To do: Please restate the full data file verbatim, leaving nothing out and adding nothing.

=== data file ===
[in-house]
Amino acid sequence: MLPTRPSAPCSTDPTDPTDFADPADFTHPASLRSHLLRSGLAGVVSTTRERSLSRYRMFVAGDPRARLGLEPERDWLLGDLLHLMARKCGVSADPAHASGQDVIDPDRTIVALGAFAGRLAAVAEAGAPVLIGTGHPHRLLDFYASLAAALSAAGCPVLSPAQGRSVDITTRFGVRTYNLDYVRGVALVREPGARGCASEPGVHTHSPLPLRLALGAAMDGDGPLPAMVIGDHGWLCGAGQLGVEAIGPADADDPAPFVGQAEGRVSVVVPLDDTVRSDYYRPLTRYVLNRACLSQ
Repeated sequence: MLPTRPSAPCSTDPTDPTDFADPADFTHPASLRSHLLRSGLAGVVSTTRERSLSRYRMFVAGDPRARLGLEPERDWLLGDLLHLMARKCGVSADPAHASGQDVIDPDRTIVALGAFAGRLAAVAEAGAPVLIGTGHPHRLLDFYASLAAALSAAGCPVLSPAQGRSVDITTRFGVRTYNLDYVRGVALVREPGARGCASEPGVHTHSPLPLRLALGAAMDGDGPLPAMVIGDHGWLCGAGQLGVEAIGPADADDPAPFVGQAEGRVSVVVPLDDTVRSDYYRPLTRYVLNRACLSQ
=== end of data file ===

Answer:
[in-house]
Amino acid sequence: MLPTRPSAPCSTDPTDPTDFADPADFTHPASLRSHLLRSGLAGVVSTTRERSLSRYRMFVAGDPRARLGLEPERDWLLGDLLHLMARKCGVSADPAHASGQDVIDPDRTIVALGAFAGRLAAVAEAGAPVLIGTGHPHRLLDFYASLAAALSAAGCPVLSPAQGRSVDITTRFGVRTYNLDYVRGVALVREPGARGCASEPGVHTHSPLPLRLALGAAMDGDGPLPAMVIGDHGWLCGAGQLGVEAIGPADADDPAPFVGQAEGRVSVVVPLDDTVRSDYYRPLTRYVLNRACLSQ
Repeated sequence: MLPTRPSAPCSTDPTDPTDFADPADFTHPASLRSHLLRSGLAGVVSTTRERSLSRYRMFVAGDPRARLGLEPERDWLLGDLLHLMARKCGVSADPAHASGQDVIDPDRTIVALGAFAGRLAAVAEAGAPVLIGTGHPHRLLDFYASLAAALSAAGCPVLSPAQGRSVDITTRFGVRTYNLDYVRGVALVREPGARGCASEPGVHTHSPLPLRLALGAAMDGDGPLPAMVIGDHGWLCGAGQLGVEAIGPADADDPAPFVGQAEGRVSVVVPLDDTVRSDYYRPLTRYVLNRACLSQ